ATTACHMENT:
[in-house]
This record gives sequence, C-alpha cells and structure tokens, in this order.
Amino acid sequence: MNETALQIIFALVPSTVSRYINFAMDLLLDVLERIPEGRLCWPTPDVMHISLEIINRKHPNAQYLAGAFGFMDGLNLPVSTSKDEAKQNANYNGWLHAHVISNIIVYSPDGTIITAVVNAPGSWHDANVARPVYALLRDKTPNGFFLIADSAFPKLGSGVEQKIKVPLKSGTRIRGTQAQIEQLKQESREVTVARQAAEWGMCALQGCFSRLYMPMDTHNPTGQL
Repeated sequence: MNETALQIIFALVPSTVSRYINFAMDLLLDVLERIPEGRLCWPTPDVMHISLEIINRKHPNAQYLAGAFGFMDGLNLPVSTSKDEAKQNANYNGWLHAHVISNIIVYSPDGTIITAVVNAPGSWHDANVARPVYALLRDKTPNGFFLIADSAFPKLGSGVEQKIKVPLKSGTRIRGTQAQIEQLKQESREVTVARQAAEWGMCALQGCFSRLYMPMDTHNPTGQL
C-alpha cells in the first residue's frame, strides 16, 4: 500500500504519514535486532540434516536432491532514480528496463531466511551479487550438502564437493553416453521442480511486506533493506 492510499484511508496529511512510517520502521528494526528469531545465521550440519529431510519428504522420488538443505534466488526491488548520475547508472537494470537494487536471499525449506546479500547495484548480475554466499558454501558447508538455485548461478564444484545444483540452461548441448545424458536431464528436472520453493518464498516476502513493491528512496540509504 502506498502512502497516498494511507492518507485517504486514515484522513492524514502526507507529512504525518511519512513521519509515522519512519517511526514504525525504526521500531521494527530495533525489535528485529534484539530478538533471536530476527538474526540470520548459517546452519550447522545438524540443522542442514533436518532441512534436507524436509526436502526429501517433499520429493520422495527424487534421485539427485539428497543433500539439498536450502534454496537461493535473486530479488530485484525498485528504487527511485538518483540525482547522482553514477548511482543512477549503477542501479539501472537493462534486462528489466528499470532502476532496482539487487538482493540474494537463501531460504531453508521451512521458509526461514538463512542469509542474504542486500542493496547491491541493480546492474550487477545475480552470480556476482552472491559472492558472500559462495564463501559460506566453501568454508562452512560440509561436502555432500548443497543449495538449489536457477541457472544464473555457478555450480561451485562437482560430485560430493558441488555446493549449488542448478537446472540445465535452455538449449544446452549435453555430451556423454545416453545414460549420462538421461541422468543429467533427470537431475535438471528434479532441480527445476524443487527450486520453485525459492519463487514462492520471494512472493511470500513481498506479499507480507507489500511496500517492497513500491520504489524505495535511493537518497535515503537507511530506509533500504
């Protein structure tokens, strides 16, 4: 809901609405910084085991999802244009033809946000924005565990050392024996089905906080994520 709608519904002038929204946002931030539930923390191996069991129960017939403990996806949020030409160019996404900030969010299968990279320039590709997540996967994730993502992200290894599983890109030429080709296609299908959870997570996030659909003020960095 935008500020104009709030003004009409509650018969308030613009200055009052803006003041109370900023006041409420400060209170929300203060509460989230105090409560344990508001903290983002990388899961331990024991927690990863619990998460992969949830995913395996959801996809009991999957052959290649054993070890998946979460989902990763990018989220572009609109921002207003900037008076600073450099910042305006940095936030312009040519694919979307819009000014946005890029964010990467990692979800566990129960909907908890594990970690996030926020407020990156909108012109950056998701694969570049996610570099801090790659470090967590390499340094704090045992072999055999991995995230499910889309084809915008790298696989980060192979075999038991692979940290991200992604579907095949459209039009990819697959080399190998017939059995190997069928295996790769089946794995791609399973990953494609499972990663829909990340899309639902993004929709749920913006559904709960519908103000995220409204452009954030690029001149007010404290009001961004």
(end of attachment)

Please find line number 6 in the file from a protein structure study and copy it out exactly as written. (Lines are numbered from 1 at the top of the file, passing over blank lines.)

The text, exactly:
């Protein structure tokens, strides 16, 4: 809901609405910084085991999802244009033809946000924005565990050392024996089905906080994520 709608519904002038929204946002931030539930923390191996069991129960017939403990996806949020030409160019996404900030969010299968990279320039590709997540996967994730993502992200290894599983890109030429080709296609299908959870997570996030659909003020960095 935008500020104009709030003004009409509650018969308030613009200055009052803006003041109370900023006041409420400060209170929300203060509460989230105090409560344990508001903290983002990388899961331990024991927690990863619990998460992969949830995913395996959801996809009991999957052959290649054993070890998946979460989902990763990018989220572009609109921002207003900037008076600073450099910042305006940095936030312009040519694919979307819009000014946005890029964010990467990692979800566990129960909907908890594990970690996030926020407020990156909108012109950056998701694969570049996610570099801090790659470090967590390499340094704090045992072999055999991995995230499910889309084809915008790298696989980060192979075999038991692979940290991200992604579907095949459209039009990819697959080399190998017939059995190997069928295996790769089946794995791609399973990953494609499972990663829909990340899309639902993004929709749920913006559904709960519908103000995220409204452009954030690029001149007010404290009001961004």